Around 100 Greenpeace activists, some dressed as orang-utans, went to Nestlé's headquarters and factories in the UK, Germany and the Netherlands. They called on Nestlé‚ staff to urge the company to stop using palm oil that's the result of forest destruction.
Nestlé‚ uses palm oil in a wide array of its products, and demand for palm oil has been increasing so much that the companies that sell it are leveling rainforests in Indonesia to make way for palm oil plantations.

Indonesian rainforests play a crucial role in regulating our climate and absorbing CO2. The companies that produce palm oil are cutting down the lungs of the planet and contributing to making Indonesia the third largest carbon emitter after the United States and China.
Yes, you read that right. Deforestation is actually responsible for more carbon emissions than all the cars, trucks, planes, and automobiles in the world: 1/5 of total emissions.
But that's not all. Deforestation is also trashing orang-utan habitat, pushing this already endangered species to the brink of extinction, and destroying the livelihoods of local people.

Nestlé's palm oil supplier Sinar Mas is responsible for considerable rainforest and orang-utan habitat destruction. According to Greenpeace, it's time for Nestl‚ to give rainforests a break and stop buying palm oil that comes from destroyed forests. Nestl‚ is the largest food and drinks company in the world, and already a major consumer of palm oil - the last three years have seen Nestlé's use of palm oil almost double. Considering its size and influence, it should be setting an example for the industry and ensuring its palm oil is destruction free. Instead, Nestl‚ continues to buy from companies, like Sinar Mas, that are destroying Indonesia's rainforests and peatlands.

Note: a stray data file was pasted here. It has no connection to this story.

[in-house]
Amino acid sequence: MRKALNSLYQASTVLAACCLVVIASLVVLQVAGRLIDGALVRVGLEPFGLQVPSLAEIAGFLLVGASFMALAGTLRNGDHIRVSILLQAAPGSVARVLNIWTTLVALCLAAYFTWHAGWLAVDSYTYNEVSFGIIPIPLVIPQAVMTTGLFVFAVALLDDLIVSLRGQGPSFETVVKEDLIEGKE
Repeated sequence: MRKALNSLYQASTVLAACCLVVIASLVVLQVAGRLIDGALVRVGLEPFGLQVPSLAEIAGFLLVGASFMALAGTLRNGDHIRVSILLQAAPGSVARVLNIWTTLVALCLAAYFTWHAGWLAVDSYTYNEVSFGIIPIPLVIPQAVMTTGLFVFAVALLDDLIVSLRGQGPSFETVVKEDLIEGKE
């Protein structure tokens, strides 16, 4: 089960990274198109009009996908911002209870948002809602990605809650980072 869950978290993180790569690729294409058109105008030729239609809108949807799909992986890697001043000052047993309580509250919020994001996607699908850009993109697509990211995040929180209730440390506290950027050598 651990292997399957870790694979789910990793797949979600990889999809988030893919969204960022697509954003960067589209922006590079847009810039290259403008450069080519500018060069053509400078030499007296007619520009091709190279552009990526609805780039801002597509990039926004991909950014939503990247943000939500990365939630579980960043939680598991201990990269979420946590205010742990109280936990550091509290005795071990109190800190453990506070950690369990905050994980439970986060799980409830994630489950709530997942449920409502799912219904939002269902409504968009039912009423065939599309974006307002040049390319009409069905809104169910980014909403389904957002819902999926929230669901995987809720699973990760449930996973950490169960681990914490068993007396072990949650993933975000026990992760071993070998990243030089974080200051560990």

Palm oil producers like Sinar Mas are destroying vast tracts of rainforest for palm oil, pushing orang-utans to the brink of extinction, endangering local communities' survival and accelerating climate change.

Sinar Mas is the largest producer of palm oil in Indonesia. It supplies many food, drink,cosmetic and biofuel companies worldwide - including Nestl‚. Sinar Mas is also breaking Indonsian law by clearing protected forests for its palm oil plantations.

Greenpeace's new report  Caught Red-Handed: How Nestlé's Use of Palm Oil is Having a Devastating Impact on Rainforest, the Climate and Orang-utans  exposes the links between Nestl‚ and palm oil suppliers, including Sinar Mas, that are expanding their plantations into carbon-rich peatlands and rainforests. Not only are these areas key habitat for orang-utans, but also crucial carbon stores; the destruction of these areas is a major cause of Indonesia's rocketing carbon emissions.

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